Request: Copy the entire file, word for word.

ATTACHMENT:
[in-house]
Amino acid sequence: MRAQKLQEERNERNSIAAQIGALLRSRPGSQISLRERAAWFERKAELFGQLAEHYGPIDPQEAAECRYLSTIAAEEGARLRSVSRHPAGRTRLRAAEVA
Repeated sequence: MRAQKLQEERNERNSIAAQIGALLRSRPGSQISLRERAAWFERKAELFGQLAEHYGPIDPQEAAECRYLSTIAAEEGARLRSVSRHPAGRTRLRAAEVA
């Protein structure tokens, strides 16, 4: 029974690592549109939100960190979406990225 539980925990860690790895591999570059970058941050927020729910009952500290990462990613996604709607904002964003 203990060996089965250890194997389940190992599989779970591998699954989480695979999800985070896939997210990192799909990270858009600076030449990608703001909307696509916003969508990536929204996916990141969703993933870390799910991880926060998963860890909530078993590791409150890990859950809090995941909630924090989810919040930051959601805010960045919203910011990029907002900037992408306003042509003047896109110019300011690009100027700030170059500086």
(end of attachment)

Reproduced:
[in-house]
Amino acid sequence: MRAQKLQEERNERNSIAAQIGALLRSRPGSQISLRERAAWFERKAELFGQLAEHYGPIDPQEAAECRYLSTIAAEEGARLRSVSRHPAGRTRLRAAEVA
Repeated sequence: MRAQKLQEERNERNSIAAQIGALLRSRPGSQISLRERAAWFERKAELFGQLAEHYGPIDPQEAAECRYLSTIAAEEGARLRSVSRHPAGRTRLRAAEVA
């Protein structure tokens, strides 16, 4: 029974690592549109939100960190979406990225 539980925990860690790895591999570059970058941050927020729910009952500290990462990613996604709607904002964003 203990060996089965250890194997389940190992599989779970591998699954989480695979999800985070896939997210990192799909990270858009600076030449990608703001909307696509916003969508990536929204996916990141969703993933870390799910991880926060998963860890909530078993590791409150890990859950809090995941909630924090989810919040930051959601805010960045919203910011990029907002900037992408306003042509003047896109110019300011690009100027700030170059500086």